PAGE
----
The word mandola may at first sound meaningless or vague to you, as was the case with me not so long ago. And yet we morriconians have grown hugely familiar with this outstanding trademark! Just think of the low stringed solo instrument heard in the main themes from Il Maestro e Margherita or Le serpent: not a banjo, of course not a mandolin but a mandola. Strangely, it has never ever been credited on any Morricone record sleeve! We are facing a gross injustice and I express the wish that this modest contribution will help rehabilitating this wonderful instrument. Needless to specify I highly reccommend to take the pain to listen intently to the mentioned tracks - provided you have a sizable collection at your disposal - to locate the sound and make this article more "speaking". As this topic has never been tackled so far and as there exists no reliable source to my knowledge, I keenly welcome any relevant remarks, additions of overlooked items and corrections (confusions with the low register of the mandolin or even with other instruments can occur).
The mandola belongs to the family of the lute, an antediluvian instrument featured in profusion in the austere medieval score "Tre nel 1000". Known under various names (pandora, French mandore, etc, depending on the places and times), the mandola consists of a large mandolin, tuned an octave lower. In the mandolin orchestras, its role equals to the one from which the mandolin later derived - is tuned in fifths to C, G, D, A and strung with four or five courses, in fact eight or ten strings, as they were doubled since the XIVth century. It's usually played with one single right-hand finger, with a plectrum tied to it, exactly like the mandolin. This pearshaped instrument was used mostly during the XVI and XVIIth centuries - the term mandola actually appearing at the end of the XVIth century - but its origins go as far as the Xth century, a legacy of western Islamic culture introduced in Spain and southern Italy: the Arab ud (or oud) indeed developed in Europe as the lute. Besides, the so-called octave mandola is a relatively recent version ideally suited for Irish traditional playing. Though a few solo pieces for mandola exist, for instance concertos by unknown composers like Guenther Braun and Fred Witt or trio pieces by Hermann Ambrosius, its repertory remains solely the territory of specialists. Believe it or not: by far more than twenty Morricone soundtracks feature mandola, be it in one single track or more prominently! As a matter or fact, most of them hark back to the period spanning from the late sixties to the late seventies, that is whn the endearingly gifted Alessandro Alessandroni was a regular performer for the Maestro. Sandro WAS indeed the mandola player. We often tend to reduce his collaboration to the guitar, the whistling and the choral conducting - which itself is already quite impressive! - but he can play a host of other instruments. On a booklet edited by Alessandroni to make his own promotion, he describes himself as on less than "composer, conductor, arranger, mandolinist, guitarist, accordionist, saxophonist, sitarist, whistler and pianist" (sic!). And he has for sure omitted the flute, under various forms such as the arghilofono. A true homme-orchestre, an unflagging "chamaleon"! The booklet teaches us more: "As a young musician Alessandroni immersed himself in the musical folk tradition of his native Lazio region. With the help of a friend who played the guitar, Alessandroni learned the basic chords. At 13, he bought his first mandolin..." About his childhood, he unveils: "We had instruments: guitar, mandolin and a mandola. We didn't do much business. But we made a lot of music!". This man blessed with manifold talents has remained rather modest: "Of all the instruments that I have played, there is always one I call my own, the guitar".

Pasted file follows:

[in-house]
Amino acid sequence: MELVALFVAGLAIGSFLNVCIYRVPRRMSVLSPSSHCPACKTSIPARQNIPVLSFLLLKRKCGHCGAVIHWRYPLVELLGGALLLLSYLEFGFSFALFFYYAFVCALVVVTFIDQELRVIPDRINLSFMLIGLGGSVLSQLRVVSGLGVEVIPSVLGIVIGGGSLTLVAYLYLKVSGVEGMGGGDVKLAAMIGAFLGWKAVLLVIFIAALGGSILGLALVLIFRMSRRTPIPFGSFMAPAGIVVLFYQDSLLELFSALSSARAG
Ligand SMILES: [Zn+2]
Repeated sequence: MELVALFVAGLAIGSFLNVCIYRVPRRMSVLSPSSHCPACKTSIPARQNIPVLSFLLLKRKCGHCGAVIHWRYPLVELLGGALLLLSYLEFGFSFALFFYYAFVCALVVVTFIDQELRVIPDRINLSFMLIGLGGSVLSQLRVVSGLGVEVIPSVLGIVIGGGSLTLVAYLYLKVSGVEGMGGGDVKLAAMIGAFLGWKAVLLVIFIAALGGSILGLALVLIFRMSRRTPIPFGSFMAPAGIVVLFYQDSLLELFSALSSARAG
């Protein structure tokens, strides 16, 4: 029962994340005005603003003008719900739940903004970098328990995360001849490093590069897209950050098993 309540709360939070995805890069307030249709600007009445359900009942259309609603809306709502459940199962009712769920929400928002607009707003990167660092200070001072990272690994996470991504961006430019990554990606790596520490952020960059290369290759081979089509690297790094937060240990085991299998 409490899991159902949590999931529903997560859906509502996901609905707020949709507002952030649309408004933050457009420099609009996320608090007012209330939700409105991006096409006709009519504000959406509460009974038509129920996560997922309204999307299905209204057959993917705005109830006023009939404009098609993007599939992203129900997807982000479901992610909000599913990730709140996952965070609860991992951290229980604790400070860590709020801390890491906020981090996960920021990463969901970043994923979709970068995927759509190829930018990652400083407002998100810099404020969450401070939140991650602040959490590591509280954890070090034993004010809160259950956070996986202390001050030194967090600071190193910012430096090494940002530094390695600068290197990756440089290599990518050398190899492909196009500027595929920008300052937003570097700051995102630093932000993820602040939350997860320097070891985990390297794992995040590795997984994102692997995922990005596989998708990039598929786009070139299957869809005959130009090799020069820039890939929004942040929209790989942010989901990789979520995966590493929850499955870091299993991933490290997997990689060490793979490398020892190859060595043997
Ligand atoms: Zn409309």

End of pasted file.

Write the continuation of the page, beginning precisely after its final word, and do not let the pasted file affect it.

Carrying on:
Laurent Perret in "The Morricone society" (march 2003)